I am a mother. Having grown up in a family and a culture in which women often worked to help support their families, I intended to do the same myself. I remember as a young adult the first time I met a mom who stayed home with her children. I was both fascinated and drawn to this as an option if I ever got married and became a parent. After she delivered her third child, her oldest began school while she cared for the younger two. When they were ready for school, she worked at their school. I admired and respected her ethos: a loving, welcoming, safe environment for her young family. I saw her commitment to being easily accessible to her children and husband as my own potential family blueprint.
The journey to parenthood was not simple or painless for my husband and me. When we determined after five years that we were ready for children, we experienced heartbreak and disappointment: we mourned the loss of our first two children. I learned that every couple does not immediately have their prayers or desires fulfilled.
But then, a month after our tenth anniversary, we welcomed our son. The only thing I was sure about was that I would love him and take care of him in partnership with my husband. His arrival was part of a new season in our lives: moving to a new state; becoming denominational employees; becoming parents. With prayer, reflection, and lots of conversations we decided that I would keep working. It was time, after many iterations, to put my blueprint into action. The basic tenet was our commitment to providing a loving, nurturing, child-friendly home.
We adjusted schedules once I returned to work after maternity leave. We created a flexible co-parenting practice that we continue to adjust. Morning worship, mealtimes, and set nighttime rituals involved both parents more times than not. The children travelled with me when I did until they were 2 years old. I was thankful that my husband thought about making meal preparation simple, so that when I returned home from work I could spend more time with our children.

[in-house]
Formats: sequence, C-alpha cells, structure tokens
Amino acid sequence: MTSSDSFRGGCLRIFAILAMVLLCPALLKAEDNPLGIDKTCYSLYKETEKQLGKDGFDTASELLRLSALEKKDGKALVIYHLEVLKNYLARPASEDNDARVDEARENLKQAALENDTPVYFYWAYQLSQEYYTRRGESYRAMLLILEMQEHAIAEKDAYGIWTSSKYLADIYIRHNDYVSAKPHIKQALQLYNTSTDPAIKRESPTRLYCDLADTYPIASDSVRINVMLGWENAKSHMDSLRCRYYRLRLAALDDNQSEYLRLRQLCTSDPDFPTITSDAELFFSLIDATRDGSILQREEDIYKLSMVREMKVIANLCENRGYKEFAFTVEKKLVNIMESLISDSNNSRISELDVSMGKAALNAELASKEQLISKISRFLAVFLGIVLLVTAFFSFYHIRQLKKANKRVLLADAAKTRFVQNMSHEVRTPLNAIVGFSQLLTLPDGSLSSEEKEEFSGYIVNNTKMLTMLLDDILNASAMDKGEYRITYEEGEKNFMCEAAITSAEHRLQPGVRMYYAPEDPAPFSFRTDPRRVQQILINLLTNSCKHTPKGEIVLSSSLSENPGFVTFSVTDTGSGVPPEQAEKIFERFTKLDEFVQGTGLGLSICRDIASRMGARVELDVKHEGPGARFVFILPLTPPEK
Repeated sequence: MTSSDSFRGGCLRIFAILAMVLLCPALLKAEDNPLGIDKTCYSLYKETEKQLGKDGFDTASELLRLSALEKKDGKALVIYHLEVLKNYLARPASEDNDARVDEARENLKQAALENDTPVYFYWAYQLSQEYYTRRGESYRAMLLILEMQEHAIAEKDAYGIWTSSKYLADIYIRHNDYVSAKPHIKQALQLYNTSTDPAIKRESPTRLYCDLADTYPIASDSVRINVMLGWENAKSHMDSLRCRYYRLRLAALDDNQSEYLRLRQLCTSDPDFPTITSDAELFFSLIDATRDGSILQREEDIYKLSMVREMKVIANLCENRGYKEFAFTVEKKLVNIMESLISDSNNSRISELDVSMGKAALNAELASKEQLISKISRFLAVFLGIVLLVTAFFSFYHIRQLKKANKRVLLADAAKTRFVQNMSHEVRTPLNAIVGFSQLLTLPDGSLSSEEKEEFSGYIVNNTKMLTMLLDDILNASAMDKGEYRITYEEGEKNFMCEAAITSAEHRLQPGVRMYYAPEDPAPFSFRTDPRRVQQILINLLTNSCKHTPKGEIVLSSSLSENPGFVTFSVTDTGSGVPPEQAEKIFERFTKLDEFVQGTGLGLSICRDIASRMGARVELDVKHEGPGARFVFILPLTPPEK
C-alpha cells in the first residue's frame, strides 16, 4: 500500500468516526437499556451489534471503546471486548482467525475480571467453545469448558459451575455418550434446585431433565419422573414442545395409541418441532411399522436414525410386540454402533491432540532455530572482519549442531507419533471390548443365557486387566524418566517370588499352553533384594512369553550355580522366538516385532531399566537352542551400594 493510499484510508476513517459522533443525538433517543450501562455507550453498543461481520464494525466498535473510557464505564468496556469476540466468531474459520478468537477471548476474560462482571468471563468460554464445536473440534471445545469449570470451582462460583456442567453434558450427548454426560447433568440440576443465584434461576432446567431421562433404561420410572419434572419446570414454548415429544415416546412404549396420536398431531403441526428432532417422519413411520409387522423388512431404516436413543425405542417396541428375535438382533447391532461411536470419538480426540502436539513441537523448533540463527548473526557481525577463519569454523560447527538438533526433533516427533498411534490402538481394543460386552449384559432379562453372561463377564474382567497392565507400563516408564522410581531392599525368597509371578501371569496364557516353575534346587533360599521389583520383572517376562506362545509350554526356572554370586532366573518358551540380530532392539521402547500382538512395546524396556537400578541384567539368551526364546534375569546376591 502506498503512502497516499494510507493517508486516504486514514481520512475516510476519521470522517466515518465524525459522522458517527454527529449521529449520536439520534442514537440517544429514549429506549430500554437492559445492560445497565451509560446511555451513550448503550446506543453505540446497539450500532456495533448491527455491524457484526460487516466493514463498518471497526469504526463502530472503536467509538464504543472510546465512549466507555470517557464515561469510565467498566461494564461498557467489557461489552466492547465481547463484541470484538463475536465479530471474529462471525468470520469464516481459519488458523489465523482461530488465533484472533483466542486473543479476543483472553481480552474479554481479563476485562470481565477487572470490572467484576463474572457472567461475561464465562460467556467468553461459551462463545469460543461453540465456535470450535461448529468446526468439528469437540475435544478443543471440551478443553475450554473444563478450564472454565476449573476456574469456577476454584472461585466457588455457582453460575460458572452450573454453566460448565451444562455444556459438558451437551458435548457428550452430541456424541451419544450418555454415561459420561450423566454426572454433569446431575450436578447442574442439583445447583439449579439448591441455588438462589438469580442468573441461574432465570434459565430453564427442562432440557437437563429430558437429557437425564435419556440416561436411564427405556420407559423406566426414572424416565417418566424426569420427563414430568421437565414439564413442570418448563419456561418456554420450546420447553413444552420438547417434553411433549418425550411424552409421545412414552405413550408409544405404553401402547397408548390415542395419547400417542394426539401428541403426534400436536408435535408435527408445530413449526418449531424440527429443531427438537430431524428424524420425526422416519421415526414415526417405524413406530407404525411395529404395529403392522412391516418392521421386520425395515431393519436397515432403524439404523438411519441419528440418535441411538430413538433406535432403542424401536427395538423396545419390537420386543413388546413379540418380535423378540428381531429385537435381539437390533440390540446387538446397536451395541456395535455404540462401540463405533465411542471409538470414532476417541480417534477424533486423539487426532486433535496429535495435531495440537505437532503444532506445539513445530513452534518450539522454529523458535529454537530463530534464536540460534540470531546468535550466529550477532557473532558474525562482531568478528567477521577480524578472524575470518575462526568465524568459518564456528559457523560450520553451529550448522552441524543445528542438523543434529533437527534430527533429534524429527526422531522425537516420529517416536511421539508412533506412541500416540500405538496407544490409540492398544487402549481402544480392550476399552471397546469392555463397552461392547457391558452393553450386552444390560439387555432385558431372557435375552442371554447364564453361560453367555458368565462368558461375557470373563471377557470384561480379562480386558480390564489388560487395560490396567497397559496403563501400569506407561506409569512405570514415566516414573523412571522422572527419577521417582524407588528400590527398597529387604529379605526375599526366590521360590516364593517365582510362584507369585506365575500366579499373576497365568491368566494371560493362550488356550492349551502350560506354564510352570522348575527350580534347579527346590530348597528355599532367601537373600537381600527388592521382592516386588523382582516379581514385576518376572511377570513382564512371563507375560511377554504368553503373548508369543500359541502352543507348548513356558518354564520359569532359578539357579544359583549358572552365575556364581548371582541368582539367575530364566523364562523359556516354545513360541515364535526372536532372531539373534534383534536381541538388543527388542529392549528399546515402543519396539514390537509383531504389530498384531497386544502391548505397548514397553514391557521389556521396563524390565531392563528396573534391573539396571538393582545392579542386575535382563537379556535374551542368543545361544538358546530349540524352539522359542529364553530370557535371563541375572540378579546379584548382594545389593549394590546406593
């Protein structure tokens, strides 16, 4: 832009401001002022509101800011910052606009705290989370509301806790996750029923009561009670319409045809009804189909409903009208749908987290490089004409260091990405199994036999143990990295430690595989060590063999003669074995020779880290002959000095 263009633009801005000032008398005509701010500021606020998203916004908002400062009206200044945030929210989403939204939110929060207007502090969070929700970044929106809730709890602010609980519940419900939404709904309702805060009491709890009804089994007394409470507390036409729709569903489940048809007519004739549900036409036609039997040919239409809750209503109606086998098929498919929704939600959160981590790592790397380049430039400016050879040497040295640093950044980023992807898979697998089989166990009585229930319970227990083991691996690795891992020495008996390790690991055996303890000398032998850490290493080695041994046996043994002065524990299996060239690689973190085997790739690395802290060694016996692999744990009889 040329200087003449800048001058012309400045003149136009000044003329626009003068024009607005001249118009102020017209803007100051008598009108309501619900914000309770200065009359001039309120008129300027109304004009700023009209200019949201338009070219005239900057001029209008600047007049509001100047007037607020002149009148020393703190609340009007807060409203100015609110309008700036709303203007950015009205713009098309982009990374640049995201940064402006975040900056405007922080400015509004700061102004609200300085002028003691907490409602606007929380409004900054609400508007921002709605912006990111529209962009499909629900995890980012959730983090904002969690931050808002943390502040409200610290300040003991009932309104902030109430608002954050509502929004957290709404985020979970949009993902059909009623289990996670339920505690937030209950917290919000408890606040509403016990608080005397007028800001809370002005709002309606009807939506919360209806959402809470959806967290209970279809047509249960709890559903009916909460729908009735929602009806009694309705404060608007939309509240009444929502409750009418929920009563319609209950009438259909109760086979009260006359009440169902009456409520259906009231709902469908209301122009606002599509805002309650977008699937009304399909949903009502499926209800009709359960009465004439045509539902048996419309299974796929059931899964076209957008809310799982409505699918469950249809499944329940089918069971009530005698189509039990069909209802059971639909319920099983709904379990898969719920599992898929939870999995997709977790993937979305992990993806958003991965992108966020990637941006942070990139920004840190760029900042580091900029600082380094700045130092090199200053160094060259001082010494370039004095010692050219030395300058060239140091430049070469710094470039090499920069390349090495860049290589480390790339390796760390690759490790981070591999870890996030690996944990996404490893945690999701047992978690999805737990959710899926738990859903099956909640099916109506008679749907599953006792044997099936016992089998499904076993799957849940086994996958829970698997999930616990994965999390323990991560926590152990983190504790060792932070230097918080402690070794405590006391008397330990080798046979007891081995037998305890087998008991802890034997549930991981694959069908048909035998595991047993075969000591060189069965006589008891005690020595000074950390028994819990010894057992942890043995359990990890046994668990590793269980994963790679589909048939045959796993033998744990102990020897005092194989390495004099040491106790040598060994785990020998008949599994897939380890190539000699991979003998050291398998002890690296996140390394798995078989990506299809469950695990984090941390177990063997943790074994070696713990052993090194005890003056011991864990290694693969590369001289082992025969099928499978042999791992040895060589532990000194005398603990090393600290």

I had to learn to manage my time and create boundaries. I learned that I couldn’t do it all. I also learned that asking for help was a sign of strength, not weakness. I shall always be grateful for the mothers who have come alongside me. Their words of encouragement, accountability, and affirmation have helped buoy me up over the years.
When our son began kindergarten, I remember meeting and observing moms who were available to be class moms or go on trips. At first I compared myself to them and wondered if they were judging me for being a working mother. Then I remembered that we were not in competition with each other. These moms are actually allies, who have also been given the gift of motherhood.
Over the past 12 years my husband and I have shared almost equally the responsibility of caring for and nurturing our two children. He has gone on many school trips and coached, while I have worked on projects and crafts. Our blueprint has allowed our children to experience time with their father and me. We’ll be learning better and better parenthood even as they mature into adulthood.
Dilys Brooks is campus chaplain at Loma Linda University.